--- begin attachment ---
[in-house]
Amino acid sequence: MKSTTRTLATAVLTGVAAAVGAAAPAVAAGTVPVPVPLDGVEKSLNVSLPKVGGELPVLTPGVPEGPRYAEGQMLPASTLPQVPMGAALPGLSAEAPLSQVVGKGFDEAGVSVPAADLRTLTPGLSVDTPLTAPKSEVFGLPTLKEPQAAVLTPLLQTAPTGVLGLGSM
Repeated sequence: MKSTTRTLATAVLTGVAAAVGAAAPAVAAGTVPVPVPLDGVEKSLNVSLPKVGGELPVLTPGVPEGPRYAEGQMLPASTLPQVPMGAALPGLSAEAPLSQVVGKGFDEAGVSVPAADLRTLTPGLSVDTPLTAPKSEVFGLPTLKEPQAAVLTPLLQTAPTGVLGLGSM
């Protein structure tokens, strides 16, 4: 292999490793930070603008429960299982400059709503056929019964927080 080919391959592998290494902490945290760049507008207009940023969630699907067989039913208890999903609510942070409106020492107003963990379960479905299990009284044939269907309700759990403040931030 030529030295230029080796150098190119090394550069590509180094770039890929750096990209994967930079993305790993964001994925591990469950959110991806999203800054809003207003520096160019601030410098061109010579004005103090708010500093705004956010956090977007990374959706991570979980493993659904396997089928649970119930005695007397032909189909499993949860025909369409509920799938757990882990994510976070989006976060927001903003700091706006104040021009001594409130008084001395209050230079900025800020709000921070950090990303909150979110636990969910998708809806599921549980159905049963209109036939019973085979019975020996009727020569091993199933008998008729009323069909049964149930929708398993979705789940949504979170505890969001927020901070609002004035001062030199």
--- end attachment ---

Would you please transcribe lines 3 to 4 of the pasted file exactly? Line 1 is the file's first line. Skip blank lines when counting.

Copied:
Repeated sequence: MKSTTRTLATAVLTGVAAAVGAAAPAVAAGTVPVPVPLDGVEKSLNVSLPKVGGELPVLTPGVPEGPRYAEGQMLPASTLPQVPMGAALPGLSAEAPLSQVVGKGFDEAGVSVPAADLRTLTPGLSVDTPLTAPKSEVFGLPTLKEPQAAVLTPLLQTAPTGVLGLGSM
């Protein structure tokens, strides 16, 4: 292999490793930070603008429960299982400059709503056929019964927080 080919391959592998290494902490945290760049507008207009940023969630699907067989039913208890999903609510942070409106020492107003963990379960479905299990009284044939269907309700759990403040931030 030529030295230029080796150098190119090394550069590509180094770039890929750096990209994967930079993305790993964001994925591990469950959110991806999203800054809003207003520096160019601030410098061109010579004005103090708010500093705004956010956090977007990374959706991570979980493993659904396997089928649970119930005695007397032909189909499993949860025909369409509920799938757990882990994510976070989006976060927001903003700091706006104040021009001594409130008084001395209050230079900025800020709000921070950090990303909150979110636990969910998708809806599921549980159905049963209109036939019973085979019975020996009727020569091993199933008998008729009323069909049964149930929708398993979705789940949504979170505890969001927020901070609002004035001062030199």